According to Harter, everyone goes through these stages in dealing with major changes in an organization. She noted, however, that reps go through them at different rates and with different degrees of severity.

And therein lies the challenge in introducing SFA. If you do it wrong you can make all of these stages much, much worse for your employees, increase the turmoil that comes with major change, and probably lose a lot of good people.

If you do it right, you can minimize the psychological impact of the change and move your organization through it quickly.



Trust is the key to successful implementation of any kind of change. When making major changes you have to build and reinforce trust between employees and the management. There are six ways to do this effectively:

1. Do what you say you are going to do. The most important way to build trust is to be trustworthy. That means doing what you say you're going to do.

2. Surprise is bad. In a stressful situation, surprise is not a good thing. Give your sales force as much warning as you can about what is going to happen and when.

3. Determine expectations. Try to set reasonable expectations for the SFA effort. An overly optimistic view of the process inevitably leads to disappointment — and an overly pessimistic reaction. Help your people understand that there will be benefits from SFA, but it's not going to make everything perfect. Also, make sure people understand there will be inevitable snags and glitches as you make the move to SFA. Help them see that the problems aren't going to be permanent and will be identified and solved.

4. Be honest. Tell the truth, even if the truth is that you don't know yet. The less you evade or try to hide unpleasant facts, the more your people will trust you.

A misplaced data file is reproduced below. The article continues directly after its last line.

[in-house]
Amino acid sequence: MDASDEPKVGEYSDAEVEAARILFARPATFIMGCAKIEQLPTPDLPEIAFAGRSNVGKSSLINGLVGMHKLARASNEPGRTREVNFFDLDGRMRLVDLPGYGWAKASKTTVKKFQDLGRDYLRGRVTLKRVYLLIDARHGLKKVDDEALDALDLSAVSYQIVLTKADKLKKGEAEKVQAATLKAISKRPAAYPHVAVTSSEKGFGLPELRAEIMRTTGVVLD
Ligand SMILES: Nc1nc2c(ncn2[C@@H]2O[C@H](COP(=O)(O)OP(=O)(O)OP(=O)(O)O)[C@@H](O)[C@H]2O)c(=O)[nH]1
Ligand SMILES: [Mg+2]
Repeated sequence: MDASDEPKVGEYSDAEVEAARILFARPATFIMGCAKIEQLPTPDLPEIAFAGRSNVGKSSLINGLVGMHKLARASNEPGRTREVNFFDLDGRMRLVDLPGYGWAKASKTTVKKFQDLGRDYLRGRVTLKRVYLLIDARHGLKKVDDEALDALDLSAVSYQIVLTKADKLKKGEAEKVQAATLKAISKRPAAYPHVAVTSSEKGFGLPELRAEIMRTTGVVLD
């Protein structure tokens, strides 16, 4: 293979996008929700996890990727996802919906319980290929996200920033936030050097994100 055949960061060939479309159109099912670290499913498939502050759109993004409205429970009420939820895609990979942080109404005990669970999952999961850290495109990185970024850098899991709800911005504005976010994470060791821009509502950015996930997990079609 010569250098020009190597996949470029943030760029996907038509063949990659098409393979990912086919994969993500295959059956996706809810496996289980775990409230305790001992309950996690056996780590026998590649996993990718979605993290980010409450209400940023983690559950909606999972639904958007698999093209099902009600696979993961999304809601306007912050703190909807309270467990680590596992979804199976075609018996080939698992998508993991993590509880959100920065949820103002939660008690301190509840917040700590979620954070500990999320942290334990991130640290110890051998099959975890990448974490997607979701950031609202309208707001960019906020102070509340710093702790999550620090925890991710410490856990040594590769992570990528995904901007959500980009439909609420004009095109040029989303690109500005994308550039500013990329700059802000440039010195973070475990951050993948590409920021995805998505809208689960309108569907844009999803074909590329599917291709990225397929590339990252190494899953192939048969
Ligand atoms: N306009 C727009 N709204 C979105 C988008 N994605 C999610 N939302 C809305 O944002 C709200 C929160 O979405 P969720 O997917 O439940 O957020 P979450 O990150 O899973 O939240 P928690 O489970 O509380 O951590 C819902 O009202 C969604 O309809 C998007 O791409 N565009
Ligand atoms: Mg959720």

5. Go the extra mile. In implementing change, be willing to go further than you normally would to meet the employees' concerns. Among other things, this means recognizing that some of the concerns are not going to be rational. A squabble over reserved parking spaces may be silly, but has to be taken seriously at a time like this.

6. Care about your employees — and show it. Above all, show your employees you care about them as people. If your sales force feels valued, you're going to have a lot fewer problems.




The Information Antidote

In making a major cultural change like introducing SFA, ignorance isn't bliss — it's an invitation to disaster. The less your people know, the more they will imagine and, things being what they are, their imaginations are not going to err on the side of conservatism.

Information is your greatest single weapon against the stress of change. The more your sales staff knows about the process and the thinking behind it, the less they will fear it.

Part of the answer is education . Your sales staff has to understand why you're asking them to institute new procedures and change well-established ways of doing things. As early as possible in the process, hold orientation sessions to show staff generally how your SFA effort will work.

Psychological benefits are another reason to involve your sales staff in the planning process. It's hard to have a successful SFA project if you don't get a lot of input from your sales team, but getting at least some of the sales staff involved pays off psychologically as well. The people who helped plan your SFA effort will have a commitment to it and will act as advocates among the sales staff.